UK HealthCare

UK Baseball Player Using Type 1 Diabetes to Inspire Others

UK baseball player Dillon Marsh at the Barnstable Brown Diabetes Center.
Dillon Marsh | Photo courtesy of UKAA
Dillon Marsh | Photo courtesy of UKAA
UK baseball player Dillon Marsh at the Barnstable Brown Diabetes Center.

LEXINGTON, Ky. (April 15, 2020) — "Diabetes did not stop me. I'm here."

That sums up the drive behind University of Kentucky baseball's Dillon Marsh as he works towards his goal of one day playing in the big leagues. "One of the reasons why I want to make it someday, is for the kids and families who are going through a hard time. And just let them know that look, I'm here. I'm at the peak of baseball."

Marsh received the Type 1 diabetes diagnosis at the height of his high school baseball career. He was in the process of being recruited by UK - but he was also dropping weight, his pitching speed was slipping, and he worried his dream of playing Division I college baseball was at risk. "I was concerned that since this is happening, maybe something with the scholarship is going to occur like maybe they are going to take it."

The now 20-year-old remembers being in the hospital in his home state of Pennsylvania back in the summer of 2018 and calling head coach Nick Mingione. "He reassured me that, 'Hey, we are sticking with you this entire journey. We are in it for the long run if you are in it for the long run'."

Marsh remembers having "grieving moments" every once in a while about his diagnosis. It was a learning experience and a lifestyle change. But with the support of family, friends, team and coaches, he knew he would be able to live out his dream. "The positive of this was I'm going to be a Division I baseball player. I'm going to able to impact kids and use my platform," explained Marsh.

A key factor in helping him live out his dream in Lexington is being able to rely on UK HealthCare's Barnstable Brown Diabetes Center.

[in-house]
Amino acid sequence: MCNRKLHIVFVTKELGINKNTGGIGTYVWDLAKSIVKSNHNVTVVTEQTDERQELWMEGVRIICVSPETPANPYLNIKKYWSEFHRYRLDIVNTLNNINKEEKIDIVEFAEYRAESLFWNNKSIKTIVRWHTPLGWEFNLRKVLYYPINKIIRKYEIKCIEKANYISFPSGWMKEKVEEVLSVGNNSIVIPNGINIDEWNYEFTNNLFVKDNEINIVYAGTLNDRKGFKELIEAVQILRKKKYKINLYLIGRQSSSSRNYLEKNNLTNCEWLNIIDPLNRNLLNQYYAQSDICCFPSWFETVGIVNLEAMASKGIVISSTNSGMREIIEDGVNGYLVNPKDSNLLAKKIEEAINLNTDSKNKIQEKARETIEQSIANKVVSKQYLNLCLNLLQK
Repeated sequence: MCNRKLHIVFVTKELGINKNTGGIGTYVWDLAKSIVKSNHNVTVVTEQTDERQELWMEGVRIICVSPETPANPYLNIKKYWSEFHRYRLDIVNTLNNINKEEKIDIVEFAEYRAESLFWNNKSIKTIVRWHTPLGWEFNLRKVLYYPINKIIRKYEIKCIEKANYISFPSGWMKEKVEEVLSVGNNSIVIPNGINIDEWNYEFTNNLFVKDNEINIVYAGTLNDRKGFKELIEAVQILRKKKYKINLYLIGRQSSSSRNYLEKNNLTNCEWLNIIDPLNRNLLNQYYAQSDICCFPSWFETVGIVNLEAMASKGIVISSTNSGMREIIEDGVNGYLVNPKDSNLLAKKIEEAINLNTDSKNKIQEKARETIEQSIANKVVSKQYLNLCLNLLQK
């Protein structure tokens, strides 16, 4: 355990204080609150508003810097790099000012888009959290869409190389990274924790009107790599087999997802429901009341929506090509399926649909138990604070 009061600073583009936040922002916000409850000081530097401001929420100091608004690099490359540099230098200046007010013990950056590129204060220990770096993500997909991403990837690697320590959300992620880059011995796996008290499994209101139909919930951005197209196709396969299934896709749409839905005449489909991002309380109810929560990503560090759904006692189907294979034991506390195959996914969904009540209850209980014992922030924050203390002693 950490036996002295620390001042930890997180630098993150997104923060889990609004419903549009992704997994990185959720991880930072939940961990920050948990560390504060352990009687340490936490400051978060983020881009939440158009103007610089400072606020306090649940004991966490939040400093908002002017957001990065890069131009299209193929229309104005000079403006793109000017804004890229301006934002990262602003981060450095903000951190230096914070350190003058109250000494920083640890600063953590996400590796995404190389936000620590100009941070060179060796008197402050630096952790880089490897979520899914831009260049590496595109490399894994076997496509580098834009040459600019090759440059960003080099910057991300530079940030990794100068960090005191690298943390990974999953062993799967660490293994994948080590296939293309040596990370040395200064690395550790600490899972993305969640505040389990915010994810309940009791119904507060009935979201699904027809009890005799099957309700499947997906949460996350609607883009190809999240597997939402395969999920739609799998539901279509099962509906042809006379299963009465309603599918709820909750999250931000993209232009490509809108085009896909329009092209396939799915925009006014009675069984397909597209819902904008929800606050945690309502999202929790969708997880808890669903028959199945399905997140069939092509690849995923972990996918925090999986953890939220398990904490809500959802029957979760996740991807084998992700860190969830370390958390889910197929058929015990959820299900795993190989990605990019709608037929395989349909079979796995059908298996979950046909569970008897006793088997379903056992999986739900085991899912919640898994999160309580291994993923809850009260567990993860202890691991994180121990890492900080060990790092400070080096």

Once deciding to come to UK, Marsh remembers getting in contact with his doctors at home as well as Coach Mingione about managing his diabetes while away from his family. "Thankfully Barnstable Brown is here," said Marsh, "It's definitely awesome to have something here and so developed."

The sophomore visits UK HealthCare's Barnstable Brown Diabetes Center whenever he needs something or to deal with unexpected challenges. Marsh says it boosts his confidence level in his diabetes management, "Knowing I have something here is reassuring. It's like that thing that if something goes wrong, I do have people here that I know I can count on."

"For him to be able to have a place where he can go-and his family knows and his coaching staff knows and his players know that he's okay and he's going to be taken care of – I think that brings everyone peace," said Coach Mingione.

Marsh says he knows first-hand how important diabetes education is and the vital roles educators play in a patient's journey. "They are going to teach you everything that they know about diabetes, but at the same time they're going to tell you it is going to be okay."

Marsh is living proof that diabetes doesn't have to slow you down or take away your dreams. He is an active advocate for diabetes awareness and hopes to help break down misconceptions surrounding the disease. "There's kids of all ages being diagnosed, and some of them are scared. To be that kind of light at the end of the tunnel for them and show them that everything that has happened up to this point has gone okay, even though I have Type 1 diabetes. It has not stopped me from doing anything. I'm still a Division I baseball player. I'm doing my best to succeed in the sport. It's not held me back."  

During the COVID-19 outbreak, the Barnstable Brown Diabetes Center is striving to meet your care needs. To comply with directives related to patient safety, we can see in the clinic only patients with urgent care needs. To limit the risk of exposure to the virus, patients can call the center to schedule a TeleCare visit with a provider. Diabetes Education services are also available through TeleCare.


The University of Kentucky is increasingly the first choice for students, faculty and staff to pursue their passions and their professional goals. In the last two years, Forbes has named UK among the best employers for diversity, and INSIGHT into Diversity recognized us as a Diversity Champion four years running. UK is ranked among the top 30 campuses in the nation for LGBTQ* inclusion and safety. UK has been judged a “Great College to Work for" three years in a row, and UK is among only 22 universities in the country on Forbes' list of "America's Best Employers."  We are ranked among the top 10 percent of public institutions for research expenditures — a tangible symbol of our breadth and depth as a university focused on discovery that changes lives and communities. And our patients know and appreciate the fact that UK HealthCare has been named the state’s top hospital for five straight years. Accolades and honors are great. But they are more important for what they represent: the idea that creating a community of belonging and commitment to excellence is how we honor our mission to be not simply the University of Kentucky, but the University for Kentucky.